Tips, Resources, and Advice for Travelers with Disabilities
Over the past few years, more and more disabled travelers have been finding ways to journey around the world. Whether you are in a wheelchair, use medical equipment, or have a chronic health condition, you still have great opportunities to travel worldwide. Let’s review some of the most important topics in accessible travel and some great tips for making the most of each trip!
Hotels and Accessibility
Under the Americans With Disabilities Act, hotels throughout the United States are required to provide necessary accommodations for those who have mobility challenges or other issues. To ensure that a hotel will meet your needs, call the front desk and discuss your requirements before you book – even if you are planning to book through a third-party site. Accommodations can include “barrier-free” rooms, shower rails, and much more. Under new rules, hotel swimming pools will soon be required to have accessible features for people with limited mobility.
- Accessible Customer Service Practices for Travelers With Disabilities
- ADA Checklist for Hotels and Motels
- ADA Opens Hotel Pools to Disabled Swimmers
Airport Security for Disabled Travelers
If you anticipate difficulty traveling through the airport, you can call for assistance ahead of your arrival. You will usually be connected with your airline, which can meet you at the entrance to provide wheelchairs and other services. When traveling through airport security, make sure to follow the rules about storage of travel-sized gels and liquids. Keep medication separate from your other baggage so you can access it more quickly. Remember, the drugs must be stored in the original prescription bottle. If you have a prosthetic or another item that may set off a metal detector, remember that you can request a private security screening.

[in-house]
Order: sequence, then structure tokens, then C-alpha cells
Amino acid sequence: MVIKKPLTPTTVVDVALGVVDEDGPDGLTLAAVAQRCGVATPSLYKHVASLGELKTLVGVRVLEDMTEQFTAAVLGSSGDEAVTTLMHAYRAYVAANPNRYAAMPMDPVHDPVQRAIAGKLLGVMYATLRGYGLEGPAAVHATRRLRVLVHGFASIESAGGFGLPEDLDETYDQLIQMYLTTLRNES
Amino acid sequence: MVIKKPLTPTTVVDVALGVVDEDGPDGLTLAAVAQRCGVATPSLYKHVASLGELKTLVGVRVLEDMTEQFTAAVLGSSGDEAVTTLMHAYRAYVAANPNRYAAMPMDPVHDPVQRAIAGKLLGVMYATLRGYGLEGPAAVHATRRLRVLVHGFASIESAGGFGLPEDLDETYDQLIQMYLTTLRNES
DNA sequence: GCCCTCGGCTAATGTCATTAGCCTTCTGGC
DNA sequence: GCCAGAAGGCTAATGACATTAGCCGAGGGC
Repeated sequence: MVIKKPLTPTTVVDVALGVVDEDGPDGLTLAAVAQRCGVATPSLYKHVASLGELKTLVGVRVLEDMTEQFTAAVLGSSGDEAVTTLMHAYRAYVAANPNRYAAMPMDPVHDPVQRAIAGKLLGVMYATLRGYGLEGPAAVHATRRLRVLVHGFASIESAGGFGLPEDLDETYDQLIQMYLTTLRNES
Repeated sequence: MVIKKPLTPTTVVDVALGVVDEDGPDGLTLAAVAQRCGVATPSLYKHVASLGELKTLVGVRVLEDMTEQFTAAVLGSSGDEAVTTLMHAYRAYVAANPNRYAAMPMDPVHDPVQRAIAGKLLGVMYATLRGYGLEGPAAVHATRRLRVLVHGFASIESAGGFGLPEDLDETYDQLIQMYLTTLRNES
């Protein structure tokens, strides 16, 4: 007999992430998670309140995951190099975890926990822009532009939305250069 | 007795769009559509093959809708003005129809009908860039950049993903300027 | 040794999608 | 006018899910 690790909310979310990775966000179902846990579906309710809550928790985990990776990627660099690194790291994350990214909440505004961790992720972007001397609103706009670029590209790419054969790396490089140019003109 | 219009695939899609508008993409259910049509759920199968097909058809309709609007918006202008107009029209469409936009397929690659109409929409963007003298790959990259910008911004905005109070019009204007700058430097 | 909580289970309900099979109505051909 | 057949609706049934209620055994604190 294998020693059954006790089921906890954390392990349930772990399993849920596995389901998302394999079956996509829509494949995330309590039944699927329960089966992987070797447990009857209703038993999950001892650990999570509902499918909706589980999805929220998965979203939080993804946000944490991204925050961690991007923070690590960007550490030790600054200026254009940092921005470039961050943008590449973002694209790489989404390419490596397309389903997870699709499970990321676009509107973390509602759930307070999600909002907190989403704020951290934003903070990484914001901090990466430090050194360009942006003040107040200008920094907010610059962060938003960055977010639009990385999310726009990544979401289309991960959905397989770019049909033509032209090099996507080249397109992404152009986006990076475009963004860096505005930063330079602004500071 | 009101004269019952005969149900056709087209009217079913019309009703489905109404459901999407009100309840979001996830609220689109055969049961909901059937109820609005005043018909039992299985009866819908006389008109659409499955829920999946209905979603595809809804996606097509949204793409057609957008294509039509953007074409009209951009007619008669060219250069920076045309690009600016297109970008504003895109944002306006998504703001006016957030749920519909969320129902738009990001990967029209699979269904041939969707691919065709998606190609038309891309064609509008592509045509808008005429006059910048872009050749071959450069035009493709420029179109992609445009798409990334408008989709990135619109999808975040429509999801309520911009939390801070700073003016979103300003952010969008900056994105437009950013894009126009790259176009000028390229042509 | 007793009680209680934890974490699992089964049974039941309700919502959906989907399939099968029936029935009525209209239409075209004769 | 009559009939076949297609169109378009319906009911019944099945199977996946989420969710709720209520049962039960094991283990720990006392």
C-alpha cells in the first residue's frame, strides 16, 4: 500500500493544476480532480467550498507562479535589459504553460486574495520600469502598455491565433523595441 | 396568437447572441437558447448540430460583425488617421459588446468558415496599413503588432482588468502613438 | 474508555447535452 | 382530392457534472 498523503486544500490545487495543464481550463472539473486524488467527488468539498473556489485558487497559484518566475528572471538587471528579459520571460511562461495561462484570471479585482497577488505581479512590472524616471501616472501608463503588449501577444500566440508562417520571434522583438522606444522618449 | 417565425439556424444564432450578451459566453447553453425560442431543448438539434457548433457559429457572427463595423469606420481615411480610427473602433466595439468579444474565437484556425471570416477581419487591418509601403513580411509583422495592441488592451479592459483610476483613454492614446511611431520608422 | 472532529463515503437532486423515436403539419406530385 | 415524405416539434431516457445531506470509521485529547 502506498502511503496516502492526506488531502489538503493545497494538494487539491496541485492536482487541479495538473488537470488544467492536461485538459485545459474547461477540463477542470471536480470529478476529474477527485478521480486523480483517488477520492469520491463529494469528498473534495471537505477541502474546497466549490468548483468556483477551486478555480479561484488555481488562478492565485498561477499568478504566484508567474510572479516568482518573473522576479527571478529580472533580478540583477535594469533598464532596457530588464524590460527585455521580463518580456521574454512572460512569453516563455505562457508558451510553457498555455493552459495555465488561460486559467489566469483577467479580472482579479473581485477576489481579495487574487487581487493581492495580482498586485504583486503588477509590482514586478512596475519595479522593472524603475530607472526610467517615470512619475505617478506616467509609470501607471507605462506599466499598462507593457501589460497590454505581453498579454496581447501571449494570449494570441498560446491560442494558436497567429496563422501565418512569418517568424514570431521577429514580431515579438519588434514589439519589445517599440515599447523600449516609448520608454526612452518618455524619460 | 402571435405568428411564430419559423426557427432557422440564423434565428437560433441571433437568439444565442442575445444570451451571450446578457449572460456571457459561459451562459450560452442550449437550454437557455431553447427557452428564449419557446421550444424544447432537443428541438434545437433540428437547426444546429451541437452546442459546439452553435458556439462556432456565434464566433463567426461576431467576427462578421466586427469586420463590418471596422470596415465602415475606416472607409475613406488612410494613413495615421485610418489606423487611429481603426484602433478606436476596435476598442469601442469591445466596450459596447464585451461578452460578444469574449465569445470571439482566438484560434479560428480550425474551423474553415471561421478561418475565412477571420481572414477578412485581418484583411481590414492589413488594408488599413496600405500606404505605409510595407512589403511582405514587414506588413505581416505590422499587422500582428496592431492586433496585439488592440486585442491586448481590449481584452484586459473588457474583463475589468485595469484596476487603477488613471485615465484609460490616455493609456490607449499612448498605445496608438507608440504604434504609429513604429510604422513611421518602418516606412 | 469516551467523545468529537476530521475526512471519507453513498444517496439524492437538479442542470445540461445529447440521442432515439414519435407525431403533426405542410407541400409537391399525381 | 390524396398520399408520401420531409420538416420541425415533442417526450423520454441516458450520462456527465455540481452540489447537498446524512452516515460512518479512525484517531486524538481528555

- TSA Information for Air Travelers With Disabilities
- How to Get Through Airport Security With Medical Disabilities or Equipment
- Disabled Travelers’ Rights at the Airport in the United Kingdom
People with chronic conditions and disabilities are often welcome to board the airplane early, but they should inform the gate crew in advance of a flight. Individuals who use wheelchairs can typically board first and debark sooner than other passengers. Airline personnel can assist wheelchair users in getting to a seat, getting acclimated, and moving baggage to and from the overhead compartment. The key to the best service is to call your airline in advance and notify the gate crew when you arrive, even if it is well before the airplane’s arrival.
- Summary of the Air Carrier Access Act for Passengers With Disabilities
- Information for Air Travelers With Disabilities
- Flying With a Wheelchair (video)
Throughout the United States, Amtrak provides the majority of passenger rail service. Amtrak trains have a wide range of services for people with disabilities and can accommodate passengers in wheelchairs. Notice for these services is helpful. In major cities, commuter rail services often provide a designated number of accessible spaces for people with mobility issues. In countries where train travel is more common, such as the United Kingdom, extensive disabled access is usually required by law and porters will assist you to enter and exit trains.
- Accessible Travel Service Information for Amtrak Users
- Information for Disabled Travelers: United Kingdom National Rail Service
- Study Abroad in a Wheelchair: Tough Travels Teach a Lesson
Bus and Car Travel
Many cities have specialized bus and car services that cater to the needs of passengers who use medical equipment or wheelchairs. Unfortunately, these can be expensive, and arrangements need to be made as early as possible. If you require a rental car with hand controls or wheelchair access, the best approach is to call several different rental companies for a good deal. In cities where buses are used, a limited percentage of the fleet usually offers full accessibility. Call bus services to determine which routes are accessible before you make plans.